11 Things You May or May Not Know About Family Attribution

By David J. Kupstas, FSA, EA, MSPA

David J. Kupstas, FSA, EA, MSPA

David J. Kupstas, FSA, EA, MSPA Chief Actuary

When you own a business and sponsor a qualified retirement plan, there are times you may wish you weren’t the owner.  Being an owner may make you a Highly Compensated Employee (HCE) or a key employee, thus restricting your benefits or forcing you to provide your employees more than you intended.  Owning some or all of multiple companies may result in a controlled group

One might think that a way around these rules is to divert benefits to a family member who doesn’t have any ownership in the business or just have the family member own the business instead of you.  Unfortunately, these strategies are usually not viable because of the “family attribution” rules, whereby individuals are deemed to own whatever part of the business is owned by certain family members. 

Here are 11 facts about family attribution rules.  Some of these are fairly well-known, while others you may find surprising: 

  1. Under Internal Revenue Code Section 318, an individual is deemed to own what his spouse, children, grandchildren, or parents own. If Tony owns 100% of a business, his wife, Maria, is deemed also to own 100% of that business.  Therefore, Maria is an HCE and a key employee even though she owns none of the business in her own right. 
  1. Adopted children are treated the same as children related by blood. 
  1. There is no attribution between spouses if they are legally separated. 
  1. Certain family members are not subject to the family attribution rules. There is no ownership attribution between siblings, cousins, or a mother-in-law and son-in-law, for instance. 
  1. The rules are a little bit different for controlled groups under IRC Section 1563(e). Attribution continues to apply for parents and children if the children have not attained age 21.  For adult children and grandchildren, the attribution applies only to individuals who own more than 50% of the business.  If Patricia owns 50% of the business and her son, Edward (age 30) owns 4%, there is no ownership attribution.  If Patricia owns 51%, then she is also deemed to own Edward’s 4%, but Edward is not deemed to own Patricia’s 51%.  If Edward were younger than 21, both would be deemed to own 55%.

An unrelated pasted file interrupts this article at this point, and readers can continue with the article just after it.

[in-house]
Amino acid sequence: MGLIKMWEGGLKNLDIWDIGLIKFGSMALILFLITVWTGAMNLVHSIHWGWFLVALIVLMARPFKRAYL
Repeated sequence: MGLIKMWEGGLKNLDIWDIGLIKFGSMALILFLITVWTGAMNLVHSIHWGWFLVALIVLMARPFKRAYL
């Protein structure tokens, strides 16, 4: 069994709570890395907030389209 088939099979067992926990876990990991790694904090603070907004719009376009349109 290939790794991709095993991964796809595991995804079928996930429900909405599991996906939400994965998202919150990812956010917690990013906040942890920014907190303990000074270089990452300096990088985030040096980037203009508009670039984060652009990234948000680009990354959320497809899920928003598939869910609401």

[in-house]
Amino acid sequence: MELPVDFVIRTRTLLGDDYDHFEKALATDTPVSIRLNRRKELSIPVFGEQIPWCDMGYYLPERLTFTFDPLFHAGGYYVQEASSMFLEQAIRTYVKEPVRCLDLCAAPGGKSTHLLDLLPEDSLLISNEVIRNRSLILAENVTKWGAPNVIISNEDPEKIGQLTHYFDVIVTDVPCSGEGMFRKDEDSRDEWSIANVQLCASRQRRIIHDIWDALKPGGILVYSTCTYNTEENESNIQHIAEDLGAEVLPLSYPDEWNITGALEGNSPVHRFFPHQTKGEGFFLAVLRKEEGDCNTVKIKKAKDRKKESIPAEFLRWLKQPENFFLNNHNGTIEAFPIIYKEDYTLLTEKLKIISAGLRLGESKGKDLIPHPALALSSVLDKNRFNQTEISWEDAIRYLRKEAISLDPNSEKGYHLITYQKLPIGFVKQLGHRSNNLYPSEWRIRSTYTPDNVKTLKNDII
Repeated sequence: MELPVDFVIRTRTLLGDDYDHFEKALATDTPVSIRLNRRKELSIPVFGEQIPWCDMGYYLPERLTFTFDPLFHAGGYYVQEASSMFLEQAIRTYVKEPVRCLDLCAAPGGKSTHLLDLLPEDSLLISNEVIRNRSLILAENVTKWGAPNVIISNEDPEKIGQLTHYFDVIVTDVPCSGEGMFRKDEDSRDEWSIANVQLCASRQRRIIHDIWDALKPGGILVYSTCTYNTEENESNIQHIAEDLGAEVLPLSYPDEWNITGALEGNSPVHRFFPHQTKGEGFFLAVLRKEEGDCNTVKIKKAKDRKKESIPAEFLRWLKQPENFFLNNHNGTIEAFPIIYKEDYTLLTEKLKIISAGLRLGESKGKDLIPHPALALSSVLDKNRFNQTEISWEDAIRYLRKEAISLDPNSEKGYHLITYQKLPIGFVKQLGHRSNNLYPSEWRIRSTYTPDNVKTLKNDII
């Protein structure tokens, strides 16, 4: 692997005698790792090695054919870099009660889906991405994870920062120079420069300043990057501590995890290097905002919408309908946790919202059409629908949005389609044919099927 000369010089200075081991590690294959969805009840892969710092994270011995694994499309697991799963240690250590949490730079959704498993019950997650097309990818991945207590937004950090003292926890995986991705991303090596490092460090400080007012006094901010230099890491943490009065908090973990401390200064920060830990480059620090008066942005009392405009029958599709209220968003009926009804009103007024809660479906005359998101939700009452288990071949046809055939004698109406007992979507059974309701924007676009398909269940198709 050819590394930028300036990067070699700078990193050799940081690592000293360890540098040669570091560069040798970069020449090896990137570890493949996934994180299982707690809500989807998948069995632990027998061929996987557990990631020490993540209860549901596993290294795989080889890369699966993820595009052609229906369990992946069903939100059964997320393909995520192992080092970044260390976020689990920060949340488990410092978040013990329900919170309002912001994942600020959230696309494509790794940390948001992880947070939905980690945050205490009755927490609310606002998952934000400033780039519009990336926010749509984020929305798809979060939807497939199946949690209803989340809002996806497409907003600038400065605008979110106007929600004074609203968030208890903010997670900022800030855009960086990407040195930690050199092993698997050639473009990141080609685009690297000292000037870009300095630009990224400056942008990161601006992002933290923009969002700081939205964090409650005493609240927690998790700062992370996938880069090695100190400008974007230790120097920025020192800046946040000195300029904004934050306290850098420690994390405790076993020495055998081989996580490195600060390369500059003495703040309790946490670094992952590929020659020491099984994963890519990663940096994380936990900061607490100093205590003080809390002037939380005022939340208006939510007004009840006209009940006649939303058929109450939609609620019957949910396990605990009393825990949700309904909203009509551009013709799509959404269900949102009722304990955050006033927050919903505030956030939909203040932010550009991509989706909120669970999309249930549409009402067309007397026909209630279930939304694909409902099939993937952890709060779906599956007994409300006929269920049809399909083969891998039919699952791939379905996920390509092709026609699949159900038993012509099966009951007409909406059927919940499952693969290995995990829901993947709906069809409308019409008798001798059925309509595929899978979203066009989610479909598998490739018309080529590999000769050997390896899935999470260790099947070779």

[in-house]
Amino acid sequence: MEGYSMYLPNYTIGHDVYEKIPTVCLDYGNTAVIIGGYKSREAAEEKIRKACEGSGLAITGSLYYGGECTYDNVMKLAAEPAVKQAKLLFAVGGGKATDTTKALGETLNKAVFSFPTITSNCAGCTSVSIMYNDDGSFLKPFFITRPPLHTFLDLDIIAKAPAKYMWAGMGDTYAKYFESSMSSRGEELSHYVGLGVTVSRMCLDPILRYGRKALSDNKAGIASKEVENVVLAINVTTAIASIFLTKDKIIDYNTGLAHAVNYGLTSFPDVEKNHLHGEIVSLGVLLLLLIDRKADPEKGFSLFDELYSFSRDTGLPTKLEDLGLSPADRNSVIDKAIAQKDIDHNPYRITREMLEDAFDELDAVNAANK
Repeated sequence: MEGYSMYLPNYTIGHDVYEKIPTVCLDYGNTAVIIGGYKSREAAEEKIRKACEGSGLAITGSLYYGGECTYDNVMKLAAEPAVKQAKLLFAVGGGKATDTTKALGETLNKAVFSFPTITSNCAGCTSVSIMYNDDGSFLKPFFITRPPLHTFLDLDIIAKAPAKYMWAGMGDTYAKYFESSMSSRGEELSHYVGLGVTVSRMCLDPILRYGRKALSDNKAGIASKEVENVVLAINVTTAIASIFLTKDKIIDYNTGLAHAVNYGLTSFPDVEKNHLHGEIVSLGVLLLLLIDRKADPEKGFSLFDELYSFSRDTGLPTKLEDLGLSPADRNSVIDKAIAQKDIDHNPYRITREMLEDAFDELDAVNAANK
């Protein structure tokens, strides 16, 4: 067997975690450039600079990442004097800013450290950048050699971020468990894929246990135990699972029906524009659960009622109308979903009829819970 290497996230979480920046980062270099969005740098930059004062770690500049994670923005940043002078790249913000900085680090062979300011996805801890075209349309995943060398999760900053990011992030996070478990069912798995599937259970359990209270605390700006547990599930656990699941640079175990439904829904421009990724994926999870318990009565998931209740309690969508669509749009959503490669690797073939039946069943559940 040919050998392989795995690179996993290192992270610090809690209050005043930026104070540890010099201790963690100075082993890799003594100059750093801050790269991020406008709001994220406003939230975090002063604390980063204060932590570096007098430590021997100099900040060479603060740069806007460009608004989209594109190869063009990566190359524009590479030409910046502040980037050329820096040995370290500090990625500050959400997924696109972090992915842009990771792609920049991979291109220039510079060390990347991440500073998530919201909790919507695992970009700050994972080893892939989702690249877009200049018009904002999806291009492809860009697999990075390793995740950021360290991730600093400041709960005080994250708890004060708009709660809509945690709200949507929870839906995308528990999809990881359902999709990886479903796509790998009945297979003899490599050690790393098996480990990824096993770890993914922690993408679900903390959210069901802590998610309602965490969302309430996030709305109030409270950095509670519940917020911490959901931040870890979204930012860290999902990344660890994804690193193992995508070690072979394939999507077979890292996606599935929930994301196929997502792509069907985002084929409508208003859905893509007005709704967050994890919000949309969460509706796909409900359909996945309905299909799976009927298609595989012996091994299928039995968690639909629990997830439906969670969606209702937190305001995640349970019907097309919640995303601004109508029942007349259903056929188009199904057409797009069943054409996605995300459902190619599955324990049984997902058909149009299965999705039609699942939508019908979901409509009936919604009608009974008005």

1. There is no double attribution. If Paul owns 10% of a business, then his daughter, Isabel, is deemed to own that same 10% under Section 318(a).  However, Isabel’s husband, Derek, is not deemed to own the 10% because Isabel does not own it in her own right, and attribution does not flow from father-in-law Paul to son-in-law Derek. 
  1. Family attribution should not be confused with “family aggregation.” Family aggregation is an old rule under which multiple owners or HCEs were treated as one person and had to share a single compensation limit.  Family aggregation was repealed in the 1990s.  Family attribution is alive and well. 
  1. Another name for family attribution is “constructive ownership.” 
  1. There is a spouse noninvolvement exception for controlled groups. If Anthony owns 100% of a dry cleaning business and Ana owns 100% of a veterinary practice, on the surface it would seem that there is a controlled group.  This would mean these two separate and unrelated companies would have to take each other’s employees into account when designing retirement plans.  However, if neither is an owner, director, fiduciary, employee, or manager of the other’s business, then there is no ownership attribution between them. 
  1. Minor children can reintroduce a controlled group. While there is no attribution between Anthony and Ana in the example above, if they have a minor child, Johnny, then Johnny is deemed to own 100% of both of their businesses.  This would make the dry cleaning and veterinary businesses a controlled group.  Once Johnny turns 21, the controlled group is broken. 
  1. The parents of a minor child do not need to be married for there to be attribution. Suppose Anthony and Ana are parents to Johnny but are no longer married (or never were married), parted ways years ago, and have no contact with each other.  Until he is 21, Johnny is still deemed to own both businesses, and there is still a controlled group.  While Congress may not have intended such an odd result, the language of the law is clear on this point. 

This is a general overview intended to provide basic information about family attribution and may not be relied upon.  There are additional rules not covered here, as well as exceptions to the rules stated above.  Contact us today if you would like assistance in determining how the family attribution rules may affect your business or retirement plan.

— Topics: 401(k), Retirement, Financial Planning